Ink drawings for white velvet

I have taken advantage of being cooped in by the awful weather and started the process of creating a design for my white velvet by making some stick and ink drawings. I liked the top half of the photo I posted on the 15th of April because it was less cluttered. I cropped and printed it out and used it as the starting point for my designs.  As I stared at the photo I realised it all fell rather tidily into a triptych, so, as I had the time, I did the three ink drawings below, and thoroughly enjoyed myself, lost in my own little world of thought.

Click on the images to see my comments and ideas.

I’ve not got a traditional art background and have had no formal training in drawing, but I am happy with these sketches and they do the job.

By sketching the tiny detail I can really begin to see repeating shapes and find interesting patterns, and this is the purpose of the drawings. I made a conscious decision to only draw the bold black areas of the photo, not the shading, faint outlines or any softening of the edges by the snow.  The next part of my process will be to scan or photocopy the images and use these new images to add the shading and any area of interest that I left out.  This is a really useful way to continue working on a design without losing or damaging the original.  As I drew them on A3 I will probably get them photocopied at the library, my scanner being A4.  Another benefit of this method is that you can use scissors to cut up and re-arrange designs, so always get a couple of extra copies.

Using a barbeque stick and ink is a useful way to start the design process.  You can’t rub it out and unless you want to start all over again you have to incorporate any mistakes.  Black ink is so decisive; you can’t hide your marks once you have made them, so you start to make decisions straight away about what to keep in and what to leave out.  I use this technique with groups in my “Confidence to Create” classes. Textile groups are more used to this approach, but art groups tend to struggle initially, because they expect to create something perfect to frame and they don’t like “messing about” to start with!  I use the barbeque stick because it is supposed to confuse the brain, making it use different pathways to be creative.  It still works in classes, but I am now used to it so I need to find a new brain confusing method for me!

A visit to Quilts and Embroidery 2012 at Uttoxeter

I went to pick up my embroidery “Searching for Clarity” from the Quilts and Embroidery Show at Uttoxeter on Sunday. What a cracking little show!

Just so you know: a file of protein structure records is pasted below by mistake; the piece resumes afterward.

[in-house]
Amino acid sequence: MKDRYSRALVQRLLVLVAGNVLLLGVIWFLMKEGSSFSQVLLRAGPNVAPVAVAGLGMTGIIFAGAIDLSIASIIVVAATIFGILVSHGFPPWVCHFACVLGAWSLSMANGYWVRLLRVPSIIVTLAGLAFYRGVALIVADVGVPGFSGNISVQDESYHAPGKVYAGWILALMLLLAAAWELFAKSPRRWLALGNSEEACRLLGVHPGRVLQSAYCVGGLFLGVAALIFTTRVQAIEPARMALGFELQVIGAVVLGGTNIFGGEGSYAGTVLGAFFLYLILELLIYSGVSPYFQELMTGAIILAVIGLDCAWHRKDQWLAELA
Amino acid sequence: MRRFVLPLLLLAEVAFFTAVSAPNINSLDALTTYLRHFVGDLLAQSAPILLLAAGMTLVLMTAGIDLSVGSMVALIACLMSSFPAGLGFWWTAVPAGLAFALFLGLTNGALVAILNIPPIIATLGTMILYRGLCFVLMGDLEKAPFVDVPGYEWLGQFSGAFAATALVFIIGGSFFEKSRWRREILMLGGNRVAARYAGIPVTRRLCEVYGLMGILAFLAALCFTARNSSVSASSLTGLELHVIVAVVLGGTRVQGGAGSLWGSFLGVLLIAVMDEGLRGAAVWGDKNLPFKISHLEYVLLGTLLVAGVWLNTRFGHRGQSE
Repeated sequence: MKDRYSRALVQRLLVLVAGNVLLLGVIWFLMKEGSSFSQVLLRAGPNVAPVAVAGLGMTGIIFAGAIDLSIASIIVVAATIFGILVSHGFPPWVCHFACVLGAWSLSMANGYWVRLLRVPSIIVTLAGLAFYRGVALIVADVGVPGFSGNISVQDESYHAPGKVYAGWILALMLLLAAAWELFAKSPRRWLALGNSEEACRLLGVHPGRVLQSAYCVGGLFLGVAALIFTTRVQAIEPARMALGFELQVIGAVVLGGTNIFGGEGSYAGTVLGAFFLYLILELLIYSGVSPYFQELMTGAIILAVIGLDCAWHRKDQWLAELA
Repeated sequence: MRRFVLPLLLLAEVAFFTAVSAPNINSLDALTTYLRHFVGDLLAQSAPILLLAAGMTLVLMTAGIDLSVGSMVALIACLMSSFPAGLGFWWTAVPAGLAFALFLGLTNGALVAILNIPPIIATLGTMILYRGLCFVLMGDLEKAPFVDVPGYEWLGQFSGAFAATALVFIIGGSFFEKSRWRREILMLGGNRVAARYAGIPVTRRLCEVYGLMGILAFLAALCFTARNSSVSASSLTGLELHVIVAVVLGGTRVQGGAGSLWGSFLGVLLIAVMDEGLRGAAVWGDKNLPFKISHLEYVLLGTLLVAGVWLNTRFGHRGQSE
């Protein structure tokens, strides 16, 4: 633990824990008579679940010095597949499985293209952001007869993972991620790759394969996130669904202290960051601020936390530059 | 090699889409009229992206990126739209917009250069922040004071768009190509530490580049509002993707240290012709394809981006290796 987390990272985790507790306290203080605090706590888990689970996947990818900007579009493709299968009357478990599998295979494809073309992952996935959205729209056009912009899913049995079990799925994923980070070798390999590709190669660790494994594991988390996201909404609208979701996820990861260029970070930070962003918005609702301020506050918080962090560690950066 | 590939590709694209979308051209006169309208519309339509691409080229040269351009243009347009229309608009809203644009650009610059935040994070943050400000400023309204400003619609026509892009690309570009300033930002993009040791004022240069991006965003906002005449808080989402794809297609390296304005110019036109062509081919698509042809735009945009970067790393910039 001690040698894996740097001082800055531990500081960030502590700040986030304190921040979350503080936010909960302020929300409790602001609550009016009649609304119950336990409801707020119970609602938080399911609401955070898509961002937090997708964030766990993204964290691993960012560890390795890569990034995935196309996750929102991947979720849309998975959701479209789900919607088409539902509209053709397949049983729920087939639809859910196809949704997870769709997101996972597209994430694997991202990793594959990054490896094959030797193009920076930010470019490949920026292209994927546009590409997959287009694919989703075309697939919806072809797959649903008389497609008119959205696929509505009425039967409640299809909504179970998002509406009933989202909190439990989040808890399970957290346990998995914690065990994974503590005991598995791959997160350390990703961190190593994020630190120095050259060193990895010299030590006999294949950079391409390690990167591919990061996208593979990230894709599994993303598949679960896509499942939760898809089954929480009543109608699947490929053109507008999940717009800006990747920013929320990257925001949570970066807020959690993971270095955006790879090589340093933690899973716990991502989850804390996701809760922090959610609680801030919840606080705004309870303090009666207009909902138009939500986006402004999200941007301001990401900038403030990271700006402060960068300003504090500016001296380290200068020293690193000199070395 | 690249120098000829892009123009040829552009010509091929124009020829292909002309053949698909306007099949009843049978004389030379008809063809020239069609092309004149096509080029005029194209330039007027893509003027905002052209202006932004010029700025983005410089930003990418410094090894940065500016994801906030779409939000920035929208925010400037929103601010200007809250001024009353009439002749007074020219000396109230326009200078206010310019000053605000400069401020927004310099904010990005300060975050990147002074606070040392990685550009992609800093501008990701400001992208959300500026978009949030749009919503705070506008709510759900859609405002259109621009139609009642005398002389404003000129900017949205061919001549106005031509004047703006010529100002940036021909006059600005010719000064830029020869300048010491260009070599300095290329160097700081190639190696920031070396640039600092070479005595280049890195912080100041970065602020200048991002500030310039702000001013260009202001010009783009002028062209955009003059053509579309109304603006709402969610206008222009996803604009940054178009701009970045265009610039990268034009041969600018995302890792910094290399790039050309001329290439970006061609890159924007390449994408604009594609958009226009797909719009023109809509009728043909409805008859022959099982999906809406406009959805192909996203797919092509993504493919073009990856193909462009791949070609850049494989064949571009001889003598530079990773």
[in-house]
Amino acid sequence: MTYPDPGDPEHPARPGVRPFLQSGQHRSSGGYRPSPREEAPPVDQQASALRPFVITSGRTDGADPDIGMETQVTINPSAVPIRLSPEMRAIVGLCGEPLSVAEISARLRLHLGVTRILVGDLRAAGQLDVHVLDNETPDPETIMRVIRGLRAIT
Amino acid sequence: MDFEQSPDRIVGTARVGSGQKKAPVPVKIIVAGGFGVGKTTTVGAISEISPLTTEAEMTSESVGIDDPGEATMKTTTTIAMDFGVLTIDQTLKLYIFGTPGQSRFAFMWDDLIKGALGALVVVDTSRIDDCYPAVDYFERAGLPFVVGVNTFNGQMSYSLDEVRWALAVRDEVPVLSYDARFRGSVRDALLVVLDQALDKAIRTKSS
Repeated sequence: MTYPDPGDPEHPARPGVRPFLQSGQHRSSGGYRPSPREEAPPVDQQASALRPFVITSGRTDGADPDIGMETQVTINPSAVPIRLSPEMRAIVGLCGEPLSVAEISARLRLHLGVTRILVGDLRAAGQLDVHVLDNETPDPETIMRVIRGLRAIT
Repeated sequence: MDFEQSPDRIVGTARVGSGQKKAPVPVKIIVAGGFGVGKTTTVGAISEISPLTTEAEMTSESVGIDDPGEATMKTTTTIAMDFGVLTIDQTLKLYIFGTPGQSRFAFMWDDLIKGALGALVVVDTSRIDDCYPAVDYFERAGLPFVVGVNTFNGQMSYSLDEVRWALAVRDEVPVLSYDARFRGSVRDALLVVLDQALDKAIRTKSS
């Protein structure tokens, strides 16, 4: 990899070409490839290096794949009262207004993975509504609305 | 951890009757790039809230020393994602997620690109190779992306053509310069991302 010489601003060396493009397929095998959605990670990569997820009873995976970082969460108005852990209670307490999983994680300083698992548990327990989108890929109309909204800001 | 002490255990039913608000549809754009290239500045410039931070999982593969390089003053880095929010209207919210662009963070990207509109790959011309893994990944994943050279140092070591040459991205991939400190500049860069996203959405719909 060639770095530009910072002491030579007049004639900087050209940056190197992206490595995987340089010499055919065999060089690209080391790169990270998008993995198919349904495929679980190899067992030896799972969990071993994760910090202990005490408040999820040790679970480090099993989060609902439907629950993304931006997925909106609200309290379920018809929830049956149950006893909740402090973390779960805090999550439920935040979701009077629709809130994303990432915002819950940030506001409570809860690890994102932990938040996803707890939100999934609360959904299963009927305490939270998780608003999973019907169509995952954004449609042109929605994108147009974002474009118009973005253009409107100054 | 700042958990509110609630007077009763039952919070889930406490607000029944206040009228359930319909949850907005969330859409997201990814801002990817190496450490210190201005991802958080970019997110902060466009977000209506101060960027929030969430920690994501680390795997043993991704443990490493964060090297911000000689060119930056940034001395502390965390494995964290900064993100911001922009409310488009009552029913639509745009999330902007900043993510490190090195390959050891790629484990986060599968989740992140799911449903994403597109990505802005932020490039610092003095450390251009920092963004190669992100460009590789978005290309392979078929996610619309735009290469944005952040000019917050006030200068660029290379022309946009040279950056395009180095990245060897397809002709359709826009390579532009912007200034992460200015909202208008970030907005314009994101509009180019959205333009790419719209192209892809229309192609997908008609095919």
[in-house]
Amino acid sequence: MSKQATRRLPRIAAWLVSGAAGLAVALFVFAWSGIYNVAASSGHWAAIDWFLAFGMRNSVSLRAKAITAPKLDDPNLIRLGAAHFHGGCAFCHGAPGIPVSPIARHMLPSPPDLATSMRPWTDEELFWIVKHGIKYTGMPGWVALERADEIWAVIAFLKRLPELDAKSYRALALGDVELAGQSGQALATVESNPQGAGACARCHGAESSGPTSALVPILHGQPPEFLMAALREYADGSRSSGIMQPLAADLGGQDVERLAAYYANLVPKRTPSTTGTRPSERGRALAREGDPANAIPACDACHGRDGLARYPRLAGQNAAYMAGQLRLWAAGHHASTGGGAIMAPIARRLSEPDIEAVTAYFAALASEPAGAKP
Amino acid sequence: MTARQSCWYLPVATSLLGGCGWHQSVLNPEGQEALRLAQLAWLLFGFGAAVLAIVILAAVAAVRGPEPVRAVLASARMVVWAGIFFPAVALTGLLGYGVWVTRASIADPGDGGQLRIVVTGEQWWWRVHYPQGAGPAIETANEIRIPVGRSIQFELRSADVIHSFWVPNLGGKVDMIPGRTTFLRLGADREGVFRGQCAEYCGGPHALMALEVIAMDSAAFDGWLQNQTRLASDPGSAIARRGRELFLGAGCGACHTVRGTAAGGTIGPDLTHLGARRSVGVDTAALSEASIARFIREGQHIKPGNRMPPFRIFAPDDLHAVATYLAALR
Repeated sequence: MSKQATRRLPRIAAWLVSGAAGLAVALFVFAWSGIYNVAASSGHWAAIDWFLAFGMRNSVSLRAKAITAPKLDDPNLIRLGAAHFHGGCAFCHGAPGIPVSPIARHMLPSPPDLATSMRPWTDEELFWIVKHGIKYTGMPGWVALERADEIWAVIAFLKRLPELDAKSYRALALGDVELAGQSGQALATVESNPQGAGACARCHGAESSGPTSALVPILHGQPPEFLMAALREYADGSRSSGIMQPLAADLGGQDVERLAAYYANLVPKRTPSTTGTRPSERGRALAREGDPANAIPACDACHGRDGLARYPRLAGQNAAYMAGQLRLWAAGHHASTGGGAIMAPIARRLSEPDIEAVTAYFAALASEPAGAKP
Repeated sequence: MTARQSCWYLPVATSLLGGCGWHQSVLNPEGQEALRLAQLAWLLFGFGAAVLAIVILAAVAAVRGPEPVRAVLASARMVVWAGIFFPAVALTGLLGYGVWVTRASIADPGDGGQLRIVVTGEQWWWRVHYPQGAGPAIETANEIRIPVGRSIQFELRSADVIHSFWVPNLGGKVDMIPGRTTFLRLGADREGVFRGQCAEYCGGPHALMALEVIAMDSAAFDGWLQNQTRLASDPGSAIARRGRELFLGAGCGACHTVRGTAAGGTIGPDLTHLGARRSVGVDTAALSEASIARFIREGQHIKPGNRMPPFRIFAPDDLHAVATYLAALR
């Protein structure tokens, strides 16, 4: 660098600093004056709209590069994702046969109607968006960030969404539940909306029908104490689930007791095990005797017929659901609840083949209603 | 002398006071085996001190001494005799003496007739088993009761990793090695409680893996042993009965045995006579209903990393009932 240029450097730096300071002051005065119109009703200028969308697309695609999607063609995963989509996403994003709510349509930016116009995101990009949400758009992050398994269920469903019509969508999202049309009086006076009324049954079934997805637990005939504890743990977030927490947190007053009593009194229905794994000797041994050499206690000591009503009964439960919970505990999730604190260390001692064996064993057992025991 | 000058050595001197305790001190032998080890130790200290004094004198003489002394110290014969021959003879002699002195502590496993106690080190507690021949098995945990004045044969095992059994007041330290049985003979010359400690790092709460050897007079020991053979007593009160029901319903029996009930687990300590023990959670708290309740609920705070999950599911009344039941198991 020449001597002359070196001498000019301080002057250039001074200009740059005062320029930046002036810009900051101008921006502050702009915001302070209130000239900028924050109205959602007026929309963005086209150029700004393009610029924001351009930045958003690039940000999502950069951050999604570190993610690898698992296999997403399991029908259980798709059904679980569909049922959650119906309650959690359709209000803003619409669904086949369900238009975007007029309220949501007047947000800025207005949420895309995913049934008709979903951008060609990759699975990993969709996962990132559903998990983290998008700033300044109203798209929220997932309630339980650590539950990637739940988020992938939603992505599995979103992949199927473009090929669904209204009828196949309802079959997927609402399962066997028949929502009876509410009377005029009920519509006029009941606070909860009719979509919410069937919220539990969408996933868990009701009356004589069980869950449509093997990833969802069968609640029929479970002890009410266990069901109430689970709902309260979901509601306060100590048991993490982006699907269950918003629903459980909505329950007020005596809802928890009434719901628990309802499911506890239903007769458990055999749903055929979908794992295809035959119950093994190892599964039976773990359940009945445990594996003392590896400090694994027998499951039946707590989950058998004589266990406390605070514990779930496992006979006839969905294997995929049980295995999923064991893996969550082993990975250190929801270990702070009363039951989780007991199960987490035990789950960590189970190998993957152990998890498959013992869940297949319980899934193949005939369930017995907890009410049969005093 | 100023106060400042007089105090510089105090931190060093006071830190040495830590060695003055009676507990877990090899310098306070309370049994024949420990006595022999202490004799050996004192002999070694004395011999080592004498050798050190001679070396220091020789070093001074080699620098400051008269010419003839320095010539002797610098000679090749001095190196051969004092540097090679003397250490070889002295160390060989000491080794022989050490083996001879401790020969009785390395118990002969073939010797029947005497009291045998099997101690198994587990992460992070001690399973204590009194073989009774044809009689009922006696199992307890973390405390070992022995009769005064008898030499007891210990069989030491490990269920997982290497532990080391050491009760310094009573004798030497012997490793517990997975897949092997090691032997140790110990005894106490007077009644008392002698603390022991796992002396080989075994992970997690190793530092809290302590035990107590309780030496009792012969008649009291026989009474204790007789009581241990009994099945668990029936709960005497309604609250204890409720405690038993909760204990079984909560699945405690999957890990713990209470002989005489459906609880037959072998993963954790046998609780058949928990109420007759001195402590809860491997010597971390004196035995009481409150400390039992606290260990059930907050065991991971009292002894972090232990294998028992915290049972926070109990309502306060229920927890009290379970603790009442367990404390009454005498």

It was my first visit and, because I left later than planned and got stuck in traffic on the M6, I only had two hours there.  This was sufficient time to browse the exhibition but not the stalls. If you are used to visiting the big Knit/Stitch and Quilt shows you will find this rather small, but on this occasion less really is more.  I get overwhelmed by the quantity of everything at larger shows, and end up glancing at the exhibitions because there is so much to take in. Everything, no matter how well executed and innovative, becomes much of a muchness.  At Uttoxeter I had time to read the programme, examine the work and take in everything.

The entry categories encouraged diversity and I was pleased to see an overlap between the disciplines of embroidery, quilting and even a bit of knitting!  EQS Ltd provided the materials for the two special categories with the title “Perchance to Dream”. This created a coherence to this part of the exhibition, yet encouraged a breadth of imagination and talent – no two pieces were anywhere near the same. I am thinking of entering this category next year.

I thought the bed quilts were lovely; there were a few I could have quite easily snuggled under, and it’s good to be reminded of the practical application of our skills.  The children’s category was of a high standard, and it must have been very hard to judge.  I happened to pass by as one of the children was engaged in conversation with a workshop leader, having a really good discussion about her technique. I’m not sure you would get this at a larger show.

Hopefully this show will become a regular event in the textile lovers’ calendar while still retaining its local charm. I’m not sure it is worth travelling a long way for unless you wanted to do the workshops but the exhibition and stalls would fill a good half day so I would say it is worth around an hour, hour and a half drive. The train station is next door so it’s really accessible by public transport. The venue is about 20 minutes from the M6 and not much further from the M1 so if you were returning from a holiday along these motorways it would make a lovely journey break.